Banish your preconceptions about Taken 2, the weekend’s top-grossing sequel to the 2009 hit Taken, starring Liam Neeson as ex-CIA dude Bryan Mills. Surely you remember Bryan, who saved his daughter’s virginity by killing an assortment of swarthy sex traffickers.
Taken 2 opens at the traffickers’ funeral, in a rural Albanian setting where the only women we can see are silent babushka figures who, we surmise, are too cloistered to know about the family business. So yes, this cartoonish thriller, about a virtuous American man pursued by a furious Albanian clan with a terrifying plan, is guilty of ethnic stereotyping. But it’s a lot more interesting than many reviewers led us to believe, and there are times when the Taken franchise (from the Luc Besson action factory) seems like a French author’s mischievous commentary on how Americans see the world.
Neeson’s character sums up the premise of Taken 2 quite nicely when he tells his fetching 19-year-old daughter, played by Maggie Grace: “It’s not you they want, Kim. It’s me.” In other words, it’s not about your sexuality, Kim, it’s about my … particular skills. Anyone who has ever been a 19-year-old girl seeking independence and sexual experience might be forgiven for thinking Taken 2 is a metaphoric fantasia about Dad’s deepest journey into denial.
Taken 2 is a family-friendly PG-13 action caper that wants to be about violence. “Good luck,” as one of the sex traffickers told Bryan in the previous film. Despite all the killing and the vehicular mayhem, sexual issues are at the heart of this sequel. Bryan’s anxiety about his daughter’s sexual autonomy is established almost immediately.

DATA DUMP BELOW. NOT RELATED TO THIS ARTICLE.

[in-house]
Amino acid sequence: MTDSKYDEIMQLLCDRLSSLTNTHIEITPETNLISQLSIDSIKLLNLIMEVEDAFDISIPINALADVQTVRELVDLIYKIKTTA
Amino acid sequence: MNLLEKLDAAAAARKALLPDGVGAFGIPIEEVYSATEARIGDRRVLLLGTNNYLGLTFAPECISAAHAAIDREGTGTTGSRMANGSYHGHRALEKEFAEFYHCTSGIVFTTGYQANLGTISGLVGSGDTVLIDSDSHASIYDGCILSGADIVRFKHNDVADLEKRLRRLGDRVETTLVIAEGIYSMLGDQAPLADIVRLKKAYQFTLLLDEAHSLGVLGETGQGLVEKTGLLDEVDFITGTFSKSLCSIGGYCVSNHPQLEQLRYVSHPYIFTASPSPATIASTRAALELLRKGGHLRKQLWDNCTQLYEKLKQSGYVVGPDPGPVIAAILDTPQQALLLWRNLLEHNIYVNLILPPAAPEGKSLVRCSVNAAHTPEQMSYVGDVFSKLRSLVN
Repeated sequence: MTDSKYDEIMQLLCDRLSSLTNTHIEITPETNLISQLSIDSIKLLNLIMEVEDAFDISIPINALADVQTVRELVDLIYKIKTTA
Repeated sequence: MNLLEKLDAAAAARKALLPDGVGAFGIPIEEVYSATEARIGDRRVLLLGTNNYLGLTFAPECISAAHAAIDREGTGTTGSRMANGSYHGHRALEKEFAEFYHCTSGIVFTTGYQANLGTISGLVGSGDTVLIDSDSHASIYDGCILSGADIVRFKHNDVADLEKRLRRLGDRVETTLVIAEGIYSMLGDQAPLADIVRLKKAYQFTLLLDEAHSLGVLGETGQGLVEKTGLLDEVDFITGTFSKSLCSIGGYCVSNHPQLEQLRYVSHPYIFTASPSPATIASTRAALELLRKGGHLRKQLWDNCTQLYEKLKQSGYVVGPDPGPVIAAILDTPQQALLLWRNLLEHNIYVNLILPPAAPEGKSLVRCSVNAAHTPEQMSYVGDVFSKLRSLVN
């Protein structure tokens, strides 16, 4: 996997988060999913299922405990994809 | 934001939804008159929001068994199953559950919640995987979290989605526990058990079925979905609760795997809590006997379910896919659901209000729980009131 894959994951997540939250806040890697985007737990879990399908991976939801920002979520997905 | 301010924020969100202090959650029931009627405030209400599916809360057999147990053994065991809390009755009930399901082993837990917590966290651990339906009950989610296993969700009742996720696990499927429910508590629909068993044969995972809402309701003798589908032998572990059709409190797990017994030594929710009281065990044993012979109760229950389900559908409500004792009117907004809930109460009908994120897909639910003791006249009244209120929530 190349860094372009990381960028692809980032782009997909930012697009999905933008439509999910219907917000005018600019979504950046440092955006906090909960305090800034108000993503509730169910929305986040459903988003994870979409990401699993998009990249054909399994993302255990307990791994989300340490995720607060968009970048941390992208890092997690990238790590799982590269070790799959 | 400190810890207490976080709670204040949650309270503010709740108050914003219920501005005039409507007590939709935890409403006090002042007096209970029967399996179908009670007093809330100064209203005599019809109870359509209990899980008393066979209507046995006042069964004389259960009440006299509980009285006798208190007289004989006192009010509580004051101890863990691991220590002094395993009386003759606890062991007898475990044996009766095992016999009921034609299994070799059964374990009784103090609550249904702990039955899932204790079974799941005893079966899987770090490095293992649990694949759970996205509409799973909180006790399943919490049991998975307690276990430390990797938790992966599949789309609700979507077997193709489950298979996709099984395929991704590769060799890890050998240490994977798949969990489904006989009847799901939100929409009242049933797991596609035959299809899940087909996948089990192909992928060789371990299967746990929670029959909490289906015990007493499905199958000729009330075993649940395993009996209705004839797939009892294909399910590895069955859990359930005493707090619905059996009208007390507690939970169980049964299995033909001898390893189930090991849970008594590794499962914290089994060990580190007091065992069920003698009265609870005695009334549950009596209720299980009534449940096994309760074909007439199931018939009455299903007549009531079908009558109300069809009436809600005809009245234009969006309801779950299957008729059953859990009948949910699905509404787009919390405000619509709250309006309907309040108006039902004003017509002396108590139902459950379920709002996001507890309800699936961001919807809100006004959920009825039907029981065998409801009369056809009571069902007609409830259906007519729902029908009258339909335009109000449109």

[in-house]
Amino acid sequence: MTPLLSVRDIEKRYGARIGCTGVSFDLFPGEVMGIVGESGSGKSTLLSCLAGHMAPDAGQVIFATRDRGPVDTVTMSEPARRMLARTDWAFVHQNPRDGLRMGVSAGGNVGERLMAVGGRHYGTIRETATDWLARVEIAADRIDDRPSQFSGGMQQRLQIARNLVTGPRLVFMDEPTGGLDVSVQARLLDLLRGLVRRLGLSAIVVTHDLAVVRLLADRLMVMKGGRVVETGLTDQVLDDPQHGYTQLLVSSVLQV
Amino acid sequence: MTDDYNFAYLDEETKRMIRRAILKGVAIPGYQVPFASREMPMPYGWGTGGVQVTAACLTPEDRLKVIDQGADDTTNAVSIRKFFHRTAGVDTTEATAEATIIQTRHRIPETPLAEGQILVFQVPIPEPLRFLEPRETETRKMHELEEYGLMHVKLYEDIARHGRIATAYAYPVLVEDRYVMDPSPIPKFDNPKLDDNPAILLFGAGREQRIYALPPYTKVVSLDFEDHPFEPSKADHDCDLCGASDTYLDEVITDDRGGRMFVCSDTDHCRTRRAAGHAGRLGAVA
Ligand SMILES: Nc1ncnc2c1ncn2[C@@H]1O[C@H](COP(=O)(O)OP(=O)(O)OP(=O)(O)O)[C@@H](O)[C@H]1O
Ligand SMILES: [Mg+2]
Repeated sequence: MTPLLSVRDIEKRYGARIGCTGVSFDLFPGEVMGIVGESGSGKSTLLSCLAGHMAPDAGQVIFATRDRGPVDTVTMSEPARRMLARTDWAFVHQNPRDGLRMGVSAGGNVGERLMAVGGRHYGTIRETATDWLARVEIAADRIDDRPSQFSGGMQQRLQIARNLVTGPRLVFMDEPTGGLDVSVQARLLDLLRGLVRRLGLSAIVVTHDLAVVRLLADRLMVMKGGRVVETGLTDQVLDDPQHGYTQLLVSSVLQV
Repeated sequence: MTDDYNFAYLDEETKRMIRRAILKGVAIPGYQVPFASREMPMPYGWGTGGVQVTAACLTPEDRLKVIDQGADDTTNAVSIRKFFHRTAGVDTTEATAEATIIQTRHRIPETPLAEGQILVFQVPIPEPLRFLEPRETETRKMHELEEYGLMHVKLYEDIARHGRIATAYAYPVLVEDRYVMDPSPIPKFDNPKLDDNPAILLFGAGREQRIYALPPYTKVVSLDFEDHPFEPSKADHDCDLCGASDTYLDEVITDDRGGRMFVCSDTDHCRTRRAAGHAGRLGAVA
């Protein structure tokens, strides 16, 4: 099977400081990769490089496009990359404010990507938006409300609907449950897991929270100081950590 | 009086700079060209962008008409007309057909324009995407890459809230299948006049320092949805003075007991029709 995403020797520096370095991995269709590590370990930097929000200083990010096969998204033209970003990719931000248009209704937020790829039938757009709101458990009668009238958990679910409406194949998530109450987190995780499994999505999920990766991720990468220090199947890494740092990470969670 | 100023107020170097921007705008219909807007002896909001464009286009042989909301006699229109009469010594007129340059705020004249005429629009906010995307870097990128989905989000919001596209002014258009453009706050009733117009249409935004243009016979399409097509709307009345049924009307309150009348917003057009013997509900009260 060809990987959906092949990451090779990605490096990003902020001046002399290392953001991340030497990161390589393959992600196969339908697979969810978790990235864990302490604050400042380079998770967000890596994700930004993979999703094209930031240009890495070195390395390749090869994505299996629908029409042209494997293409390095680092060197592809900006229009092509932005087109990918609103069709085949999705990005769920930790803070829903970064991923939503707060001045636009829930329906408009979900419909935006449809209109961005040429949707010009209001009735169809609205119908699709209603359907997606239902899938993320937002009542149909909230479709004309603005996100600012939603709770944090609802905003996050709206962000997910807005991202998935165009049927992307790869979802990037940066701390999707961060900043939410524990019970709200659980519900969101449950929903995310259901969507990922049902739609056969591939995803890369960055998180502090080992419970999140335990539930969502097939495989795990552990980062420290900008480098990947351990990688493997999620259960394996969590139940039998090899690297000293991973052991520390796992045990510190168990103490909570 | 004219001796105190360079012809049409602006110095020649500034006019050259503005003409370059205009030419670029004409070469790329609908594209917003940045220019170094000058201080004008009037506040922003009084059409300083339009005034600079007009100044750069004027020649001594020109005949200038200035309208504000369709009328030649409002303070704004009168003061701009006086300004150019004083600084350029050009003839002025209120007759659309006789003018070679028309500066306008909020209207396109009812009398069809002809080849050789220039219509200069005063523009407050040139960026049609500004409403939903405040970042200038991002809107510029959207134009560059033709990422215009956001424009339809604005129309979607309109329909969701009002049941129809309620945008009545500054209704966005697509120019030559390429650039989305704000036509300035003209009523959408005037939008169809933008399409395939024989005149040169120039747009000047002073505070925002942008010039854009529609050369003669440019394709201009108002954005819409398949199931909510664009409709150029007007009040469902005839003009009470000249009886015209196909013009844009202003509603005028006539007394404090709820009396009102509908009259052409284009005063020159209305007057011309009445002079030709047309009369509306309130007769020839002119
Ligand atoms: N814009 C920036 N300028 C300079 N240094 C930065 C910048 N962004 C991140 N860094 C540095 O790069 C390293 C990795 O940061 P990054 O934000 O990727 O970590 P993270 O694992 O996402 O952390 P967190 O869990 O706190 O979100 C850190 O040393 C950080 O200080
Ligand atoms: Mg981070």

Bryan, who aspires grudgingly to a more liberal style of fatherhood, has a very specific set of hang-ups getting in the way of that. He doesn’t even trust Jamie, Kim’s dweebish, deferential boyfriend, played by Luke Grimes. After the harrowing events in Taken, all guys are potential suspects when it comes to his daughter. In real life, we would say that Jamie should be suspicious of Bryan, since his girlfriend’s dad has followed her to his home by secretly installing a device in her phone. While Kim’s quest for privacy is the norm, she quickly forgives her father’s snooping.
If Bryan and Kim were, let’s just say, Albanians, this behavior would look sociopathic and tribal. Since they’re white folks living in Los Angeles, they seem merely codependent.